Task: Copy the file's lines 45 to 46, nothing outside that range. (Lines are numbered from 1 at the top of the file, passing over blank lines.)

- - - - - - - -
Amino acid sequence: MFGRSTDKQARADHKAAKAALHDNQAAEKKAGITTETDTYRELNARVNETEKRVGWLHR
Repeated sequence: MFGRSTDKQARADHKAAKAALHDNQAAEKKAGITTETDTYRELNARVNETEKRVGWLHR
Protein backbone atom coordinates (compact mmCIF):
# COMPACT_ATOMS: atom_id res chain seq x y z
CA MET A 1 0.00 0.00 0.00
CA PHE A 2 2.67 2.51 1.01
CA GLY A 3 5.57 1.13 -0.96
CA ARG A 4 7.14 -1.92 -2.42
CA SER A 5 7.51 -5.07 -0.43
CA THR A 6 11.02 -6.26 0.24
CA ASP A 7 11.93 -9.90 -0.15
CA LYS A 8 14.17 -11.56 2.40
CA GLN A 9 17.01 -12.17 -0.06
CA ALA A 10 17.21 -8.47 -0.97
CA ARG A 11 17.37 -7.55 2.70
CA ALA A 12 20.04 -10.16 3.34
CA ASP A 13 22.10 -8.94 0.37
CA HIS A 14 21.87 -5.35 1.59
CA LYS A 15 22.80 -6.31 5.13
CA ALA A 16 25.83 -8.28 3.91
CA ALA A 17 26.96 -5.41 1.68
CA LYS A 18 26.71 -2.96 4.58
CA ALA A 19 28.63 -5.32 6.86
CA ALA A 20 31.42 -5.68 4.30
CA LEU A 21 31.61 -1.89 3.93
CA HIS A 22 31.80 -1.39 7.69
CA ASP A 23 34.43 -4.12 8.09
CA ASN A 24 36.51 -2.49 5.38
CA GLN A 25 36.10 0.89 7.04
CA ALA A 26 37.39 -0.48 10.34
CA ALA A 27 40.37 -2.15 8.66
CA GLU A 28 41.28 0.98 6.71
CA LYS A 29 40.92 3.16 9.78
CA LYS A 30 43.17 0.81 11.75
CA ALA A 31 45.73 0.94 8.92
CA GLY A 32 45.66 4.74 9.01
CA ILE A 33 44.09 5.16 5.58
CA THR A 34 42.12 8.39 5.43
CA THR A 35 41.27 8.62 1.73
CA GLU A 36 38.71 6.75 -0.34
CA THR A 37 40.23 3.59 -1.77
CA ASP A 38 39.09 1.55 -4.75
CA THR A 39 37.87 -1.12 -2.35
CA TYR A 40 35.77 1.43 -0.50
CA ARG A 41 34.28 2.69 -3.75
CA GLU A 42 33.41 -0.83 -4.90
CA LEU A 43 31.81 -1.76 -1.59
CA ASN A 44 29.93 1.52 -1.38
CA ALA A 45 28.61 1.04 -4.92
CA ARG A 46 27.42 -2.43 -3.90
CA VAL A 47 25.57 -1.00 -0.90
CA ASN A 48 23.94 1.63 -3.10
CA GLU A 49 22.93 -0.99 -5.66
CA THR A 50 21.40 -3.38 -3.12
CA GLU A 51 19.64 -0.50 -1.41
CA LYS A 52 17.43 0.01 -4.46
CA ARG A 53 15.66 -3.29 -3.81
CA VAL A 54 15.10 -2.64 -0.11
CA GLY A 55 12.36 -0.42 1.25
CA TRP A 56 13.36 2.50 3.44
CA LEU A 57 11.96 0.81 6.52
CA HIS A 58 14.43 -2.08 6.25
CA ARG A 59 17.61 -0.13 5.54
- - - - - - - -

CA ARG A 41 34.28 2.69 -3.75
CA GLU A 42 33.41 -0.83 -4.90